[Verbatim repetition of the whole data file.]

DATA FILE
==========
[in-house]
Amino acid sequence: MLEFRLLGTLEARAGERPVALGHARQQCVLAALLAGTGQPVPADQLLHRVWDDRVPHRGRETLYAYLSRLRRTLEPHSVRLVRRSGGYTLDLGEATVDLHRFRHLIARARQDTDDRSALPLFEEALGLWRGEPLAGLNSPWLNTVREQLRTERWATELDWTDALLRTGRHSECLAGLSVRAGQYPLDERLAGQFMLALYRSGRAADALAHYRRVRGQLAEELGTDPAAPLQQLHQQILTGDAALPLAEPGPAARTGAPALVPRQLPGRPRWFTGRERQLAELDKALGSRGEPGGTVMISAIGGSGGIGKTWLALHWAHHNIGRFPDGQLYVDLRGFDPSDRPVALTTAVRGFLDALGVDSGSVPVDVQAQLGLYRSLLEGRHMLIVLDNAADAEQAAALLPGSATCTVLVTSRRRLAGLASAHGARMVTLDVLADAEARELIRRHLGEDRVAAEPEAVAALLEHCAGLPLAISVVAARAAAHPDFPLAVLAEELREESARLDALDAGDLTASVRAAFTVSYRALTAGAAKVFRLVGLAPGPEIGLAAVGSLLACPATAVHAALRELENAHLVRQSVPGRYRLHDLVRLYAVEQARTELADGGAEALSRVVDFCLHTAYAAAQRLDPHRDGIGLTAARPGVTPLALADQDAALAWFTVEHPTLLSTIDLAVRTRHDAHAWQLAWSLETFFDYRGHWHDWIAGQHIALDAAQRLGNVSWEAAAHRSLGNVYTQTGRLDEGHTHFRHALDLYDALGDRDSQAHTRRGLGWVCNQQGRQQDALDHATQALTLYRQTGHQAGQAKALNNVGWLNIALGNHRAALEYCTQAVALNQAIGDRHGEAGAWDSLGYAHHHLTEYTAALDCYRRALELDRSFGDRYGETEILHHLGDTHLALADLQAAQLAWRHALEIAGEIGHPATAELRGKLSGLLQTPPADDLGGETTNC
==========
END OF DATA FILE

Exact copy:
[in-house]
Amino acid sequence: MLEFRLLGTLEARAGERPVALGHARQQCVLAALLAGTGQPVPADQLLHRVWDDRVPHRGRETLYAYLSRLRRTLEPHSVRLVRRSGGYTLDLGEATVDLHRFRHLIARARQDTDDRSALPLFEEALGLWRGEPLAGLNSPWLNTVREQLRTERWATELDWTDALLRTGRHSECLAGLSVRAGQYPLDERLAGQFMLALYRSGRAADALAHYRRVRGQLAEELGTDPAAPLQQLHQQILTGDAALPLAEPGPAARTGAPALVPRQLPGRPRWFTGRERQLAELDKALGSRGEPGGTVMISAIGGSGGIGKTWLALHWAHHNIGRFPDGQLYVDLRGFDPSDRPVALTTAVRGFLDALGVDSGSVPVDVQAQLGLYRSLLEGRHMLIVLDNAADAEQAAALLPGSATCTVLVTSRRRLAGLASAHGARMVTLDVLADAEARELIRRHLGEDRVAAEPEAVAALLEHCAGLPLAISVVAARAAAHPDFPLAVLAEELREESARLDALDAGDLTASVRAAFTVSYRALTAGAAKVFRLVGLAPGPEIGLAAVGSLLACPATAVHAALRELENAHLVRQSVPGRYRLHDLVRLYAVEQARTELADGGAEALSRVVDFCLHTAYAAAQRLDPHRDGIGLTAARPGVTPLALADQDAALAWFTVEHPTLLSTIDLAVRTRHDAHAWQLAWSLETFFDYRGHWHDWIAGQHIALDAAQRLGNVSWEAAAHRSLGNVYTQTGRLDEGHTHFRHALDLYDALGDRDSQAHTRRGLGWVCNQQGRQQDALDHATQALTLYRQTGHQAGQAKALNNVGWLNIALGNHRAALEYCTQAVALNQAIGDRHGEAGAWDSLGYAHHHLTEYTAALDCYRRALELDRSFGDRYGETEILHHLGDTHLALADLQAAQLAWRHALEIAGEIGHPATAELRGKLSGLLQTPPADDLGGETTNC